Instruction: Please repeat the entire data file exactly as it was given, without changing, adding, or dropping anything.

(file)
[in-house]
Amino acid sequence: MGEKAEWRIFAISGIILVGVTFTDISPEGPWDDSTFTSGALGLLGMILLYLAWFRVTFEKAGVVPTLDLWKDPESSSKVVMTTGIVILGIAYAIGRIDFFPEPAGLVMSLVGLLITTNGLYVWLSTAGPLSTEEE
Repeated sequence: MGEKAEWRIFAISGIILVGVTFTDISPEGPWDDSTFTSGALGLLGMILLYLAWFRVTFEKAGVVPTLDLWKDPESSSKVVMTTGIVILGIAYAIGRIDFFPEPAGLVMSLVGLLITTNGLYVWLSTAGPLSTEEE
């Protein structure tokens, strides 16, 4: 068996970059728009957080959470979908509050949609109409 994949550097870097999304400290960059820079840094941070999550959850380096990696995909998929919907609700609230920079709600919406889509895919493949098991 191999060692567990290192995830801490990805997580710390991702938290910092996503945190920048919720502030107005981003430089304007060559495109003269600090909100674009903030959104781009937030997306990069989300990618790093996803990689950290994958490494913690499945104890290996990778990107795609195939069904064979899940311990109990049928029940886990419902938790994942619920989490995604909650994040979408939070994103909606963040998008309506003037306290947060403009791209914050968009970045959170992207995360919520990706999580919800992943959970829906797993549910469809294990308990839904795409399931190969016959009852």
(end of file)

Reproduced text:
[in-house]
Amino acid sequence: MGEKAEWRIFAISGIILVGVTFTDISPEGPWDDSTFTSGALGLLGMILLYLAWFRVTFEKAGVVPTLDLWKDPESSSKVVMTTGIVILGIAYAIGRIDFFPEPAGLVMSLVGLLITTNGLYVWLSTAGPLSTEEE
Repeated sequence: MGEKAEWRIFAISGIILVGVTFTDISPEGPWDDSTFTSGALGLLGMILLYLAWFRVTFEKAGVVPTLDLWKDPESSSKVVMTTGIVILGIAYAIGRIDFFPEPAGLVMSLVGLLITTNGLYVWLSTAGPLSTEEE
């Protein structure tokens, strides 16, 4: 068996970059728009957080959470979908509050949609109409 994949550097870097999304400290960059820079840094941070999550959850380096990696995909998929919907609700609230920079709600919406889509895919493949098991 191999060692567990290192995830801490990805997580710390991702938290910092996503945190920048919720502030107005981003430089304007060559495109003269600090909100674009903030959104781009937030997306990069989300990618790093996803990689950290994958490494913690499945104890290996990778990107795609195939069904064979899940311990109990049928029940886990419902938790994942619920989490995604909650994040979408939070994103909606963040998008309506003037306290947060403009791209914050968009970045959170992207995360919520990706999580919800992943959970829906797993549910469809294990308990839904795409399931190969016959009852």